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General Assembly Turns its Attention to Four-Year-Olds

March 15, 2012

BALTIMORE - Four-year-olds are getting attention in the General Assembly today and Friday, as hearings are held on "Preschool for All" legislation. The bills would provide every pre-school-age resident access to a high-quality, full-day program - for free.

Danista Hunte, director of community investment at the Baltimore Community Foundation, says the importance of high-quality early learning is well documented, but the economic development perspective should be considered, too.

"Those children, in higher numbers, are likely to graduate from high school and acquire more education. You take a very long-term look and you've got an educated workforce - people who will increase our productivity."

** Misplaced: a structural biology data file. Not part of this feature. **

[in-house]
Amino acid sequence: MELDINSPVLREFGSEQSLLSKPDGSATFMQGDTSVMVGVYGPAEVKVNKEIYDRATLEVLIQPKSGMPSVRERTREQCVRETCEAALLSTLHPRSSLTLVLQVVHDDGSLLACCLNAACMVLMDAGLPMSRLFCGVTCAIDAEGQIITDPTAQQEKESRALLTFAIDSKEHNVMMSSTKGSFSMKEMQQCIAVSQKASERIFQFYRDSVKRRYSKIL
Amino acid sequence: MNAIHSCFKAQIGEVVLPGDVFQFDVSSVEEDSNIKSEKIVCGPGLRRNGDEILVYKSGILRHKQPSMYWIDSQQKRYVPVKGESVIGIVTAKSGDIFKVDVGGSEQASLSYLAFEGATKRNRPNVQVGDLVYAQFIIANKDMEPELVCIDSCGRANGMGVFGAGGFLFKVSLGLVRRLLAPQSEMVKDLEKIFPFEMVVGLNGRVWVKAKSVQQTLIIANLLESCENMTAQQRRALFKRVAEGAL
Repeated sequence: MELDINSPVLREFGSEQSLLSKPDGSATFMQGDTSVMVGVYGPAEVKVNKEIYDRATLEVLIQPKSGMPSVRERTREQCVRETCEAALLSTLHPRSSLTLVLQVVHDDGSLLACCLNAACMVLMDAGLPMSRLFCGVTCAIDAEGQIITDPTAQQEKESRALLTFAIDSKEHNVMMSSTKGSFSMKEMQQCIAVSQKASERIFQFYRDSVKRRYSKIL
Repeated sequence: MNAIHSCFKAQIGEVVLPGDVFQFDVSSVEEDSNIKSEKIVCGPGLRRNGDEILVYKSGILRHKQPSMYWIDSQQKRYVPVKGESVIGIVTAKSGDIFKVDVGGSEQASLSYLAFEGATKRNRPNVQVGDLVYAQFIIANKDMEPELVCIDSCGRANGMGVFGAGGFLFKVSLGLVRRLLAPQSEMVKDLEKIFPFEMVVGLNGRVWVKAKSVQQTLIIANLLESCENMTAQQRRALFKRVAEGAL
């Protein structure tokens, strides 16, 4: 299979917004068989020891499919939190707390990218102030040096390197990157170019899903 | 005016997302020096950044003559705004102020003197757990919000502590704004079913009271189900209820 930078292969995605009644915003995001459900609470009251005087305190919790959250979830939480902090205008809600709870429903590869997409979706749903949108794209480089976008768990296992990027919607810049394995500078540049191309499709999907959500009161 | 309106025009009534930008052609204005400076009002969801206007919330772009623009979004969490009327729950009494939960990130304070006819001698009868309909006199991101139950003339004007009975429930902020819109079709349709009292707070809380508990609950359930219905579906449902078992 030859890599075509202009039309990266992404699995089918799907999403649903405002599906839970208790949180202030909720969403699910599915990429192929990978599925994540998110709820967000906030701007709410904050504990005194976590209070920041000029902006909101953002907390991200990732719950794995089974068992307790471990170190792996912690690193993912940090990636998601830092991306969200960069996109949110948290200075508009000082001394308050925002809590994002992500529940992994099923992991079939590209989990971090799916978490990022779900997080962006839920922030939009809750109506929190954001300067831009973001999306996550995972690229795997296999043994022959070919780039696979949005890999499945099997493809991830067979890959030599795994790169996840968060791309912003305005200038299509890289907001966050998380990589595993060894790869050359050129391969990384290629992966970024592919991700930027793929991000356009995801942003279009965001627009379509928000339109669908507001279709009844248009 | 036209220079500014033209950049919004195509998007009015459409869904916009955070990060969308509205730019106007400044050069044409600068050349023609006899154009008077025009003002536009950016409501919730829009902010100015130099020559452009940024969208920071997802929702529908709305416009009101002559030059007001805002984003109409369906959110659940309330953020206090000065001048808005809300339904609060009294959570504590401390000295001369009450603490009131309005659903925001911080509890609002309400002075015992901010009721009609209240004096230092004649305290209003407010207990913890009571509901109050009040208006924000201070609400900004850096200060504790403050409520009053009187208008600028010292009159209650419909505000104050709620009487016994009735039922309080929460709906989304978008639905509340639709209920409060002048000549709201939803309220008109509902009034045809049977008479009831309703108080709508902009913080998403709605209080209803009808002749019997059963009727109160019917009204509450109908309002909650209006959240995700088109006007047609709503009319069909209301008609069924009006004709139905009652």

Maryland currently offers free pre-k to families considered very poor, Hunte says, adding that those at the upper end of the income scale already have access to private programs. Another economic perspective relates to how full-day programs keep parents in the work force, she says.

"There's a huge population in the middle that this bill would support. These people would be able to put their children in places where they know the kids are going to be safe and well-educated, and then they can go to work."

She says high-quality pre-k programs can be run by public schools, Head Start or private providers at centers and family-based settings.

The programs would be paid for through the State Education Trust Fund, which is supported by state-approved video lottery terminals and table games. Hunte notes there is strong support for the pre-k idea but some concern about relying on gambling for its funding - and it is funding that would require approval by a voter referendum.

HB 1241 is scheduled for a hearing today before the House Ways & Means Committee. SB 878 is set for a Senate Budget & Tax Committee hearing on Friday.

Deb Courson Smith, Public News Service - MD